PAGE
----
Why You’ve Never Heard About The Largest and Deadliest Man Made Disaster in U.S. History
By Jay H. Thames
The reaction is always the same. “Why have I never heard of this?”
As the grandson of one of the many heroic survivors of the largest and deadliest man-made disaster in United States History, I’m frequently faced with that very question. The answer isn’t so simple.
On April 16, 1947 — a short 18 months from the end of World War II, and less than 18 hours after Jackie Robinson broke the color barrier — Texas City, Texas was destroyed by the two largest explosions to ever occur on U.S soil. These three events may not seem connected — they are.
Two French freighters — The Grandcamp and The High Flyer, each loaded past capacity with 2200 plus tons of fertilizer, en route to re-sod the charred, bombed out fields in France and Western Europe, were docked in the Texas City Harbor.
The fertilizer was composed of ammonium nitrate. Ammonium nitrate is a very effective fertilizer, but it also has other properties. When conditions are right (or wrong) ammonium nitrate is an extremely powerful explosive.
(As an aside: this is the same material Timothy McVeigh used to blow up the Federal building in Oklahoma City in 1995)
Texas City, Texas is a small refinery town on the Southeast coast of Texas, nestled into the Texas coastline 46 miles from Houston on the Gulf of Mexico. The city has soft regulation and the waterway a deep channel in the, both necessary components for large shipping freighters and big business to operate smoothly. In short, it is very business friendly. Those things haven’t changed since 1947.
When Monsanto first planted roots in Texas City, Texas those aforementioned factors were ultimately the ones that cemented the deal. They needed a chem-friendly place to make and ship their products. One of them being ammonium nitrate.
They could build a plant and access the waterways effectively, with a hungry, diverse labor force at the ready. It was a match made in Heaven — or as some would say after a cloudy day in April of 1947 — one made in Hell.
On the morning of April 16, 1947 — the Texas City wharf was abuzz with activity. The fertilizer was quickly being loaded into the ship by hundreds of longshoremen working in 24 hour shifts, when a fire broke out in one of the holding bays. People gathered on the wharf as the brilliant orange smoke streamed into the sky.
The captain, having been reprimanded by Monsanto higher ups just days before regarding loss of cargo — and an incident in the port of Houston (that port had banned the transfer of ammonium nitrate mere hours before) — decided to suffocate the fire. It didn’t work. The explosion was measurable on Richter scales in Denver. 600 people lost their lives. Some bodies of those that had gathered to watch were never recovered.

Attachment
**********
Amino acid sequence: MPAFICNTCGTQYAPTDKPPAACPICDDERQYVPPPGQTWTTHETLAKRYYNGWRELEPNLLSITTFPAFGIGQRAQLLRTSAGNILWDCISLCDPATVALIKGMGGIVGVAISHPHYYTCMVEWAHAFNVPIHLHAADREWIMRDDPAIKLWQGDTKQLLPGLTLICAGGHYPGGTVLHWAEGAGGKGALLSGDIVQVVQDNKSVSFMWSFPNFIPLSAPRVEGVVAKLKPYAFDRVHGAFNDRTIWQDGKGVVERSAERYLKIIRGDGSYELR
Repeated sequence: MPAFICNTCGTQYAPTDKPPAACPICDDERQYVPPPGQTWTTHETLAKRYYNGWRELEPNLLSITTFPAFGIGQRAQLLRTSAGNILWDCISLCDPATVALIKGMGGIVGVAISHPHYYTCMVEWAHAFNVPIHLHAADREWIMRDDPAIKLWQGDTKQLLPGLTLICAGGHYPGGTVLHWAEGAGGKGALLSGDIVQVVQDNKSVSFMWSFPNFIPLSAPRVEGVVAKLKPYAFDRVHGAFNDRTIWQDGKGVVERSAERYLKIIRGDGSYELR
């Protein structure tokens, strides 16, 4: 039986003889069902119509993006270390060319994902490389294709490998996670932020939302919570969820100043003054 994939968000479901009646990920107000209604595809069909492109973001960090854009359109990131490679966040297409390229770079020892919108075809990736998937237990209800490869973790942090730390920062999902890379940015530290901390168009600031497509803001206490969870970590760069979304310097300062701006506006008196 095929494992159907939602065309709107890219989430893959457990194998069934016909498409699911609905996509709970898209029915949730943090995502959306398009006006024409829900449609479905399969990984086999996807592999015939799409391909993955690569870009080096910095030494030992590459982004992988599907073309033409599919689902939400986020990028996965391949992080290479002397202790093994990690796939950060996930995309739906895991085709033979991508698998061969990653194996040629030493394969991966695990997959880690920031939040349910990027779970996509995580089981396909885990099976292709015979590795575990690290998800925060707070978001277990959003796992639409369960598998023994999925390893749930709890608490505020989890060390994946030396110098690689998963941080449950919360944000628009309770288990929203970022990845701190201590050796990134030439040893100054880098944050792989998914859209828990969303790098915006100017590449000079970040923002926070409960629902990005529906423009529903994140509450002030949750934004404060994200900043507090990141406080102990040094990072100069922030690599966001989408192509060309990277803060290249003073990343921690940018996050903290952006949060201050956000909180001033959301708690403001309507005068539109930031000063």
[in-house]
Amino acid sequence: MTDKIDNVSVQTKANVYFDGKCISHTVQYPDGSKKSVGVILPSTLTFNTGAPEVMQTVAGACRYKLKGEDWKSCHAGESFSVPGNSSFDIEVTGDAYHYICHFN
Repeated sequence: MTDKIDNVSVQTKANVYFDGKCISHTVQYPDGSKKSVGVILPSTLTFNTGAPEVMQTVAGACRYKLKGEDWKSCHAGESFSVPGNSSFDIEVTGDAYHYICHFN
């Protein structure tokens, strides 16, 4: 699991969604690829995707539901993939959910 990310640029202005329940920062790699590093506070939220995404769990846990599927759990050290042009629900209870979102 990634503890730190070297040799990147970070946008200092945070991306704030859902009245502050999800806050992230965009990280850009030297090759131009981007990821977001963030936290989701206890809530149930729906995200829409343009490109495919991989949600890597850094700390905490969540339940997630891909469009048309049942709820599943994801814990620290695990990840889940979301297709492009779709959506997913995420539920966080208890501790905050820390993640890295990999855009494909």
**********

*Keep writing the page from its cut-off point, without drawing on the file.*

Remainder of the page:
Not only did the explosion destroy everything within a two-mile radius, the litany of horrific consequences reads like an unbelievable disaster film: small munitions loaded into the ships fired in all directions, shrapnel sliced bodies in half, a massive twenty foot tall tidal wave overtook higher ground, chain reaction explosions were non-stop, and a huge toxic cloud hung over the destroyed landscape like a cape.
Survivors were running through the streets, shouting “the Russians dropped the bomb!”, and, “it’s World War Three!”. It was pandemonium on an unprecedented scale.
The negligence that was shared by Monsanto and the contracting party, in this instance the United States Government, was substantial. Both institutions were found liable for damages in the first ever class action suit in our country’s history. That decision was collectively appealed, and was later overturned by the U.S. Supreme Court.
It then become readily apparent to the aforementioned institutions that this event needed no more attention, and hence, what could be learned from it suffered tremendously. Press coverage ceased. Questions stopped being asked.
Not only did Texas City not institute strict regulation to prevent such an accident from occurring again, they plant was rebuilt and Monsanto was welcomed back.
The incident was covered poorly, or not at all, by local, national and international publications — it was excluded from textbooks. Inquiring parties stopped digging deeper.
As a student educated in Texas schools, an event of this magnitude would seemingly qualify as a teachable piece ofU.S History. Not so. Not even did it qualify for entry into the text of my Texas History schoolbook. I had to learn about it from my grandfather, who could barely speak of the incident coherently, it was so traumatic (and he was a WWII veteran of the Japanese theater, Army Air Corps).
What I did learn about was World War Two. I was taught the import of Jackie Robinson’s history making appearance. I cherish and respect said knowledge.
But these certainly are not the only reasons I’m faced with the same question over and over again when I tell the story of Texas City. The survivors of the blast, those that experienced it first hand, are asked that every day — and as it was then, it continues to be the defining moment in their lives.
Those individuals are the ones that deserve the obliteration of that question. Those people have shown strength, courage and a sense of inherent goodness in the face of death unparalleled in United States history.
On Monday September 25th, nine of those survivor stories will commence being shared. Stories you will be able to see here: facebook.com/77films
And once again, they will be doing more than their fair share to answer a question none of them ever wanted to address in the first place.